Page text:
54

I need to send data through XmlHttpRequest from JavaScript to Python server. Because I'm using localhost, I need to use CORS. I'm using the Flask framework and its module flask_cors.

As JavaScript I have this:

    var xmlhttp;
    if (window.XMLHttpRequest) {// code for IE7+, Firefox, Chrome, Opera, Safari
        xmlhttp = new XMLHttpRequest();
    }
    else {// code for IE6, IE5
        xmlhttp = new ActiveXObject("Microsoft.XMLHTTP");
    }
    xmlhttp.open("POST", "http://localhost:5000/signin", true);
    var params = "email=" + email + "&password=" + password;


    xmlhttp.onreadystatechange = function() {//Call a function when the state changes.
        if(xmlhttp.readyState == 4 && xmlhttp.status == 200) {
            alert(xmlhttp.responseText);
        }
    }
    xmlhttp.send(params);

and Python code:

@app.route('/signin', methods=['POST'])
@cross_origin()
def sign_in():
    email = cgi.escape(request.values["email"])
    password = cgi.escape(request.values["password"])

But when I execute it I get this message:

XMLHttpRequest cannot load localhost:5000/signin. No 'Access-Control-Allow-Origin' header is present on the requested resource. Origin 'null' is therefore not allowed access.

How should I fix it? I know that I need to use some "Access-Control-Allow-Origin" header but I don't know how to implement it in this code. By the way I need to use pure JavaScript.

88

I have used the flask-cors extension.

Install using pip install flask-cors

Then it's simply

from flask_cors import CORS
app = Flask(__name__)
CORS(app)

This will allow all domains

9
  • 8
    Update: flask.ext.cors is deprecated, please use flask_cors now instead! Sep 29 '16 at 14:22
  • 1
    This is the best solution for Flask. Mar 30 '17 at 11:31
  • 4
    Will this result in a security issue?
    – Pitto
    Feb 18 '18 at 19:58
  • Very concise solution! It worked for me too! (upvote)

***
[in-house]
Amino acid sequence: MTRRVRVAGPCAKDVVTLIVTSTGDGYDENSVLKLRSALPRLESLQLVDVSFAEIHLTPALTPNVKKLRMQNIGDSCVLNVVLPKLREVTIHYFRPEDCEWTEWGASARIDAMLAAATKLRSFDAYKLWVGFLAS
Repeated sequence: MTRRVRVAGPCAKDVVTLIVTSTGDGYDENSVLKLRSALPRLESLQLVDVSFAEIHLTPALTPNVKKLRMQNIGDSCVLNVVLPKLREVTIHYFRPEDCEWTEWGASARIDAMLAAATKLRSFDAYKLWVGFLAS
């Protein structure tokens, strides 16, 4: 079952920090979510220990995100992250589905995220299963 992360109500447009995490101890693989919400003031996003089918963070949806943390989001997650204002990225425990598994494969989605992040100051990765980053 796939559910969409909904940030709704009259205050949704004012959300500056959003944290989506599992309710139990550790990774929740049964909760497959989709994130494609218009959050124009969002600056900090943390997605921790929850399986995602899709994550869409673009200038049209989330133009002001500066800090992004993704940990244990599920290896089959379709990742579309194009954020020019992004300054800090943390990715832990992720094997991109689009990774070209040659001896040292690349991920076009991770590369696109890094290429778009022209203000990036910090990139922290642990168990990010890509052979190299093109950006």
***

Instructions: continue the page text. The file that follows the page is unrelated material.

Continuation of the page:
– Outcast
    May 9 '18 at 10:03
  • > The above solution is not working for me Can you provide some indication/error. This solution is still used in a number of my Flask API stacks Mar 23 '20 at 7:26
53

Old question, but for future googlers with this problem, I solved it (and a few other downstream issues having to do with CORS) for my flask-restful app by adding the following to my app.py file:

app = Flask(__name__)
api = Api(app)

@app.after_request
def after_request(response):
  response.headers.add('Access-Control-Allow-Origin', '*')
  response.headers.add('Access-Control-Allow-Headers', 'Content-Type,Authorization')
  response.headers.add('Access-Control-Allow-Methods', 'GET,PUT,POST,DELETE,OPTIONS')
  return response


if __name__ == '__main__':
    app.run()
3
  • 1
    Worked very well. But I get this will provide the access to all the endpoints in the app instead of just a few when a decorator is used.
    – prasunnair
    Dec 8 '17 at 8:27
  • 1
    perfect. this solution is very simple
    – xuanhai266
    Mar 6 '18 at 3:32
  • Thanks, works for regular responses, but not for flask.send_file(), any fix for that? Aug 12 '19 at 8:31
37

I got Javascript working with Flask by using this decorator, and adding "OPTIONS" to my list of acceptable methods. The decorator should be used beneath your route decorator, like this:

@app.route('/login', methods=['POST', 'OPTIONS'])
@crossdomain(origin='*')
def login()
    ...

Edit: Link appears to be broken. Here's the decorator I used.

from datetime import timedelta
from flask import make_response, request, current_app
from functools import update_wrapper

def crossdomain(origin=None, methods=None, headers=None, max_age=21600,
                attach_to_all=True, automatic_options=True):
    """Decorator function that allows crossdomain requests.
      Courtesy of
      https://blog.skyred.fi/articles/better-crossdomain-snippet-for-flask.html
    """
    if methods is not None:
        methods = ', '.join(sorted(x.upper() for x in methods))
    # use str instead of basestring if using Python 3.x
    if headers is not None and not isinstance(headers, basestring):
        headers = ', '.join(x.upper() for x in headers)
    # use str instead of basestring if using Python 3.x
    if not isinstance(origin, basestring):
        origin = ', '.join(origin)
    if isinstance(max_age, timedelta):
        max_age = max_age.total_seconds()

    def get_methods():